There is a lot right with jazz, of course: a powerful range of timbres, rhythmic vitality, cool extended melodies, moods ranging from the velvety to the steely. But for me jazz has always lacked something that would enable it to generate truly great musical compositions and it will be interesting to dig into why that might be. Intuitively, I’m not deeply attracted to jazz, even though I enjoy the occasional piece. I was just listening to a couple of classic Duke Ellington numbers, “In a Sentimental Mood” and “It Don’t Mean a Thing” which are both charming pieces. But, charming though they may be, they don’t have the things that keep bringing me back to the great classical compositions.
The problem with jazz is that, without a deep understanding of the nature of harmonic structure and what it can contribute to musical composition, it tends to revert to pre-harmonic musical forms, with, perhaps, a fossilized harmonic structure retained from jazz’s roots in popular music.
Why haven’t jazz musicians engaged with the problems and possibilities of harmony as classical composers do? I think that the answer has to do with the function of jazz music. One of the most important components of jazz is the freedom to improvise. The satisfaction of playing jazz has a lot to do with letting yourself roam, letting the mood unfold, being in the moment. These are good things, of course, but they are contrary to subtle and deep, long-range harmonic structure. Composers of successful jazz standards cannot limit the players to the extent that they can no longer be free to improvise.
Here’s another reason: the history of harmony is tightly linked with the history of counterpoint and voice-leading. Many of the most interesting aspects of harmony have to do with the relationships between voices, which is what counterpoint is. The foundation of the study of harmony for the last two hundred plus years has been the chorales by Bach, which are harmony and counterpoint in their purest form. Each voice in a chorale, soprano, alto, tenor and bass, is independent, and the relationship between them is the harmony. Jazz, coming as it does out of popular music, does not have strong independence between the voices. Typically there is a predominant melodic line, a bass line (considered part of the ‘rhythm section’) and chords filling in the textures. True, Dixieland jazz features polyphonic improvisation, but a classical musician would be tempted to call it heterophony rather than polyphony because of the improvised nature of the parts. Or, perhaps a better description would be of two melodic instruments delivering a melody in two-part harmony with a third—often the clarinet—doing a decorated obbligato above. In any case, the deeper, structural relationship between counterpoint and harmony is not present. Also, Dixieland, apart from an occasional revival, has not persisted and developed in jazz.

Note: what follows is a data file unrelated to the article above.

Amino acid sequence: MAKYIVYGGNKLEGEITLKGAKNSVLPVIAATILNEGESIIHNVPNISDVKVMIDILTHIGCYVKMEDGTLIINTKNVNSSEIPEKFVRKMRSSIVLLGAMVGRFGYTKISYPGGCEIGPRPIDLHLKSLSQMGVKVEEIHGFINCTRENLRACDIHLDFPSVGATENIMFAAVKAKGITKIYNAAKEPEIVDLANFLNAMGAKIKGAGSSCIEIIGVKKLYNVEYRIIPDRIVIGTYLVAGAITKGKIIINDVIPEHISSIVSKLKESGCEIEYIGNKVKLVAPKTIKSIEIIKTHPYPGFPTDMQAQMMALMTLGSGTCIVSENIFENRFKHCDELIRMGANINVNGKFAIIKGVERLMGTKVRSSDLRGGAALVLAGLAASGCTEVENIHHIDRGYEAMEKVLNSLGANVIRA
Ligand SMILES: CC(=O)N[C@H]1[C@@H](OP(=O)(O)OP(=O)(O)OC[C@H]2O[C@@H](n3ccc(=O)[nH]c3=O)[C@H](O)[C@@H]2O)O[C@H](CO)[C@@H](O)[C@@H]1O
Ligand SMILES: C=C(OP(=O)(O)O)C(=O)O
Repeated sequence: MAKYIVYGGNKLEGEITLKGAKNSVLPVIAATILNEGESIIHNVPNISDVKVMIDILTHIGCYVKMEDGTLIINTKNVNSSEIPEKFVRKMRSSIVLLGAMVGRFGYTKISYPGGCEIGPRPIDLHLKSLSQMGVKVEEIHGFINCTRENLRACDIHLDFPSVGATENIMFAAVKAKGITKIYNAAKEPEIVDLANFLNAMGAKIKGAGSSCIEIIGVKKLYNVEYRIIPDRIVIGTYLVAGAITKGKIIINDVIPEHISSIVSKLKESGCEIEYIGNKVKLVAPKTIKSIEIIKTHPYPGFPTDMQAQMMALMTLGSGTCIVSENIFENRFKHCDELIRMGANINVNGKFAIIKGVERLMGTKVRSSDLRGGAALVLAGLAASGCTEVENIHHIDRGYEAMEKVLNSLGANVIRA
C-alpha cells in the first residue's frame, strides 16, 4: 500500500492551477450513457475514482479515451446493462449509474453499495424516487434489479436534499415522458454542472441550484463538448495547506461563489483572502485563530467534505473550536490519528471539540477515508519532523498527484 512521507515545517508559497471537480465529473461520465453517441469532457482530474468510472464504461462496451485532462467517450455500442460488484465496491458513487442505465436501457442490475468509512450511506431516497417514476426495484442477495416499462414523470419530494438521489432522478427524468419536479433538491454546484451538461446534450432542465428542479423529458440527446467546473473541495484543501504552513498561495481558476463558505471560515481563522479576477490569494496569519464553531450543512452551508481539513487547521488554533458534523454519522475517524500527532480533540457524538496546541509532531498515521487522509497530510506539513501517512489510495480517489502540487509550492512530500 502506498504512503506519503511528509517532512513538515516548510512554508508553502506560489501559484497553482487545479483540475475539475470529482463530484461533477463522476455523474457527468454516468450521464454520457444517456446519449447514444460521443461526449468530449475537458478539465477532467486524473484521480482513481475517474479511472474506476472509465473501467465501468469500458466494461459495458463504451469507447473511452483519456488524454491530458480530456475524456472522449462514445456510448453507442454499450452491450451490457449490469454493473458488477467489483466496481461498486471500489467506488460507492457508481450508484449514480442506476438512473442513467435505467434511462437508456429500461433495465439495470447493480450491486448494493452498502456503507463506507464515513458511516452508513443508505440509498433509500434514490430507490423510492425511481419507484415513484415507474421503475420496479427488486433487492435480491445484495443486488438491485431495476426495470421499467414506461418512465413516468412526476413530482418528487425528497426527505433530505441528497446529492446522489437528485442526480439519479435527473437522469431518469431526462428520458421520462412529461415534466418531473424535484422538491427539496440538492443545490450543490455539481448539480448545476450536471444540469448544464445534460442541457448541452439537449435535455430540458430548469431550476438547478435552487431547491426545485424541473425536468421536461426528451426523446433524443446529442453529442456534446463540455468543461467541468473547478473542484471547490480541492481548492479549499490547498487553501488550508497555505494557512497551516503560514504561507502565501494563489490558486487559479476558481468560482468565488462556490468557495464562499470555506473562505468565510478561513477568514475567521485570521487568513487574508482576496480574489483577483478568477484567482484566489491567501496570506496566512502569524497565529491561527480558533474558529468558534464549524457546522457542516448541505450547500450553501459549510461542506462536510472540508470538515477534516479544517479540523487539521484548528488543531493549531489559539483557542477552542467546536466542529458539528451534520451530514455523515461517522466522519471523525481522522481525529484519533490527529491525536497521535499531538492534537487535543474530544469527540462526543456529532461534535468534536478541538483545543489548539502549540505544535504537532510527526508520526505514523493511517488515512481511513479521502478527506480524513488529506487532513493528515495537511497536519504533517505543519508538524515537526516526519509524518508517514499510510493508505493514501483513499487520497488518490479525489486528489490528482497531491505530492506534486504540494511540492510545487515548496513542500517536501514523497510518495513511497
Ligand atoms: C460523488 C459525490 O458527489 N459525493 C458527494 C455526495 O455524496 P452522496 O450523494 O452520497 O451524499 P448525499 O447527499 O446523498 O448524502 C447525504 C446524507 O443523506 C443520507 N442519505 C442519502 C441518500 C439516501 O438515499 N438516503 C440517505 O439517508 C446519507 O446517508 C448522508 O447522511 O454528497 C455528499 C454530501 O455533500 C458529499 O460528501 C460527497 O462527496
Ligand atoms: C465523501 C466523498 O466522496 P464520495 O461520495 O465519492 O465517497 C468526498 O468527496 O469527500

I think no-one would claim that the typical features of counterpoint such as imitation between the voices that would include augmentation and diminution, inversion and retrograde, not to mention invertible counterpoint—that these features have ever been present in jazz as such.